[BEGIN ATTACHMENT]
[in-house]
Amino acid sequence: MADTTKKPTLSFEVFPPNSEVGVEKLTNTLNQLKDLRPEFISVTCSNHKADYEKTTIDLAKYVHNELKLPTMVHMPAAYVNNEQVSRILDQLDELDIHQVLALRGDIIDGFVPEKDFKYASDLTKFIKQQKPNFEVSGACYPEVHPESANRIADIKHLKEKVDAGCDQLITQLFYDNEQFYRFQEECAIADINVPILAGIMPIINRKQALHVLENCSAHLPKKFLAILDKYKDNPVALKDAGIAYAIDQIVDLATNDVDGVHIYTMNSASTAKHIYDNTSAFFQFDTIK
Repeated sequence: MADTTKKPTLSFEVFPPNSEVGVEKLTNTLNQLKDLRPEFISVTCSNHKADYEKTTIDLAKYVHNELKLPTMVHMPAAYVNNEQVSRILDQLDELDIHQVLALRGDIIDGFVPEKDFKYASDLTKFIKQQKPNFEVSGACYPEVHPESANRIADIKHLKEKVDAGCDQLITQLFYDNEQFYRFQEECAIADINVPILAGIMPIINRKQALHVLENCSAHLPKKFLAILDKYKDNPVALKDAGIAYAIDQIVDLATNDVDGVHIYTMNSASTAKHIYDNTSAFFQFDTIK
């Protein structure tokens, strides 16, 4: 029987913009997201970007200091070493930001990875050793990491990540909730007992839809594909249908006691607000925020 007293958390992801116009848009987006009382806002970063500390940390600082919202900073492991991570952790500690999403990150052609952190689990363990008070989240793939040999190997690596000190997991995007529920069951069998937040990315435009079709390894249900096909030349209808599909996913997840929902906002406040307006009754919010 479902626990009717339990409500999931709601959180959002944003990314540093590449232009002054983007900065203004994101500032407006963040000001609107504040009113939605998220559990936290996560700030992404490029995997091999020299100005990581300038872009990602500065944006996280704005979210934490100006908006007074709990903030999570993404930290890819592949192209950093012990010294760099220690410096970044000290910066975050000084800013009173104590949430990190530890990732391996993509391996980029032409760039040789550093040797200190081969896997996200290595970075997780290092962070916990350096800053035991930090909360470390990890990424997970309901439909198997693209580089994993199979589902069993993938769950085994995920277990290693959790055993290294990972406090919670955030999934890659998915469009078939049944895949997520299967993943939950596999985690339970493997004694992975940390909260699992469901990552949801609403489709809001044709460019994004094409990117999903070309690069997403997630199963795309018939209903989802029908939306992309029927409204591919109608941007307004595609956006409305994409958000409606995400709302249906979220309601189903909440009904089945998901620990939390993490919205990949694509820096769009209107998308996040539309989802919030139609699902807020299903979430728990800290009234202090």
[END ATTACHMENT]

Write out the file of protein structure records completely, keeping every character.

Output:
[in-house]
Amino acid sequence: MADTTKKPTLSFEVFPPNSEVGVEKLTNTLNQLKDLRPEFISVTCSNHKADYEKTTIDLAKYVHNELKLPTMVHMPAAYVNNEQVSRILDQLDELDIHQVLALRGDIIDGFVPEKDFKYASDLTKFIKQQKPNFEVSGACYPEVHPESANRIADIKHLKEKVDAGCDQLITQLFYDNEQFYRFQEECAIADINVPILAGIMPIINRKQALHVLENCSAHLPKKFLAILDKYKDNPVALKDAGIAYAIDQIVDLATNDVDGVHIYTMNSASTAKHIYDNTSAFFQFDTIK
Repeated sequence: MADTTKKPTLSFEVFPPNSEVGVEKLTNTLNQLKDLRPEFISVTCSNHKADYEKTTIDLAKYVHNELKLPTMVHMPAAYVNNEQVSRILDQLDELDIHQVLALRGDIIDGFVPEKDFKYASDLTKFIKQQKPNFEVSGACYPEVHPESANRIADIKHLKEKVDAGCDQLITQLFYDNEQFYRFQEECAIADINVPILAGIMPIINRKQALHVLENCSAHLPKKFLAILDKYKDNPVALKDAGIAYAIDQIVDLATNDVDGVHIYTMNSASTAKHIYDNTSAFFQFDTIK
């Protein structure tokens, strides 16, 4: 029987913009997201970007200091070493930001990875050793990491990540909730007992839809594909249908006691607000925020 007293958390992801116009848009987006009382806002970063500390940390600082919202900073492991991570952790500690999403990150052609952190689990363990008070989240793939040999190997690596000190997991995007529920069951069998937040990315435009079709390894249900096909030349209808599909996913997840929902906002406040307006009754919010 479902626990009717339990409500999931709601959180959002944003990314540093590449232009002054983007900065203004994101500032407006963040000001609107504040009113939605998220559990936290996560700030992404490029995997091999020299100005990581300038872009990602500065944006996280704005979210934490100006908006007074709990903030999570993404930290890819592949192209950093012990010294760099220690410096970044000290910066975050000084800013009173104590949430990190530890990732391996993509391996980029032409760039040789550093040797200190081969896997996200290595970075997780290092962070916990350096800053035991930090909360470390990890990424997970309901439909198997693209580089994993199979589902069993993938769950085994995920277990290693959790055993290294990972406090919670955030999934890659998915469009078939049944895949997520299967993943939950596999985690339970493997004694992975940390909260699992469901990552949801609403489709809001044709460019994004094409990117999903070309690069997403997630199963795309018939209903989802029908939306992309029927409204591919109608941007307004595609956006409305994409958000409606995400709302249906979220309601189903909440009904089945998901620990939390993490919205990949694509820096769009209107998308996040539309989802919030139609699902807020299903979430728990800290009234202090």